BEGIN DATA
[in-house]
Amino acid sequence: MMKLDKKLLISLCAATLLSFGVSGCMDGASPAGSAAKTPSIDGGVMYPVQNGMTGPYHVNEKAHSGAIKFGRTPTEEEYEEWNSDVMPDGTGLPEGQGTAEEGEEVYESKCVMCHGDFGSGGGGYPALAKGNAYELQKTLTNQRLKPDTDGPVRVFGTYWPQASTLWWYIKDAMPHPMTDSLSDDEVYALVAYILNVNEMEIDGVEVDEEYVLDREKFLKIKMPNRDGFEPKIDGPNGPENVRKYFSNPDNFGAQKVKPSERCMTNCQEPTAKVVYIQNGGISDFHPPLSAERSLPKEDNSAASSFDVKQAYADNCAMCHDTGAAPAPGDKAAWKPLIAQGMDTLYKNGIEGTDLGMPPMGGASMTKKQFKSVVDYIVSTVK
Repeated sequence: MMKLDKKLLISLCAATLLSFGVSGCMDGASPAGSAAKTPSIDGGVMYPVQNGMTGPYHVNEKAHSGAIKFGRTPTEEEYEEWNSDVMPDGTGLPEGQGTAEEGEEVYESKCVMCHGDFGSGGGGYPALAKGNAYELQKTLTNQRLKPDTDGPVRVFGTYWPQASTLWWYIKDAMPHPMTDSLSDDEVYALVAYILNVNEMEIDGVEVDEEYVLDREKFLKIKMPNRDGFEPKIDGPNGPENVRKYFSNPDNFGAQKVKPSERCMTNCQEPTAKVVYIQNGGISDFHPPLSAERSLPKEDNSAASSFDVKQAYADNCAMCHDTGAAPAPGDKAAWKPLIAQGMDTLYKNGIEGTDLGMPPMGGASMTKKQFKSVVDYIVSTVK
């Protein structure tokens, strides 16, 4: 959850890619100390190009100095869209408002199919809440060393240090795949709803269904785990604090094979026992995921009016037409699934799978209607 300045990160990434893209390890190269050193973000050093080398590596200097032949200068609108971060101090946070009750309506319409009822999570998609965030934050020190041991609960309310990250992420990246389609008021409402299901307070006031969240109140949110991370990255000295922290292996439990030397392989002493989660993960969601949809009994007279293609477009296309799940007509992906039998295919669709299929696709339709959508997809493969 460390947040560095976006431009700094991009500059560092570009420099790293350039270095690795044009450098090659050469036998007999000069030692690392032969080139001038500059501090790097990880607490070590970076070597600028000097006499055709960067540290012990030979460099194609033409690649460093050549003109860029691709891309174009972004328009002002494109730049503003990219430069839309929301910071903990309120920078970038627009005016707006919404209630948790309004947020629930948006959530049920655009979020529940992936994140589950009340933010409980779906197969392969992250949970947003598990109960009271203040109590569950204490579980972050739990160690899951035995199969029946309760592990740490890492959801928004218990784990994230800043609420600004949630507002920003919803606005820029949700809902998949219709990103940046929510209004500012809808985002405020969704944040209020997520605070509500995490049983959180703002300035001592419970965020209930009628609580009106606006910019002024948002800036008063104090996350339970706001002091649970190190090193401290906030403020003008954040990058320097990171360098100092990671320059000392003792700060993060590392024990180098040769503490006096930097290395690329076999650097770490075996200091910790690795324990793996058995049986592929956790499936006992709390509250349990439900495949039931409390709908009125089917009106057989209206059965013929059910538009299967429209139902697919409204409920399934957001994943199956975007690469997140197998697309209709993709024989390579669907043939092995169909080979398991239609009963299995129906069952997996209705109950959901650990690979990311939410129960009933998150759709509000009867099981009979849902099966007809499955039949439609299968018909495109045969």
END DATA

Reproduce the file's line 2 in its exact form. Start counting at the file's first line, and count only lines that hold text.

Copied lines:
Amino acid sequence: MMKLDKKLLISLCAATLLSFGVSGCMDGASPAGSAAKTPSIDGGVMYPVQNGMTGPYHVNEKAHSGAIKFGRTPTEEEYEEWNSDVMPDGTGLPEGQGTAEEGEEVYESKCVMCHGDFGSGGGGYPALAKGNAYELQKTLTNQRLKPDTDGPVRVFGTYWPQASTLWWYIKDAMPHPMTDSLSDDEVYALVAYILNVNEMEIDGVEVDEEYVLDREKFLKIKMPNRDGFEPKIDGPNGPENVRKYFSNPDNFGAQKVKPSERCMTNCQEPTAKVVYIQNGGISDFHPPLSAERSLPKEDNSAASSFDVKQAYADNCAMCHDTGAAPAPGDKAAWKPLIAQGMDTLYKNGIEGTDLGMPPMGGASMTKKQFKSVVDYIVSTVK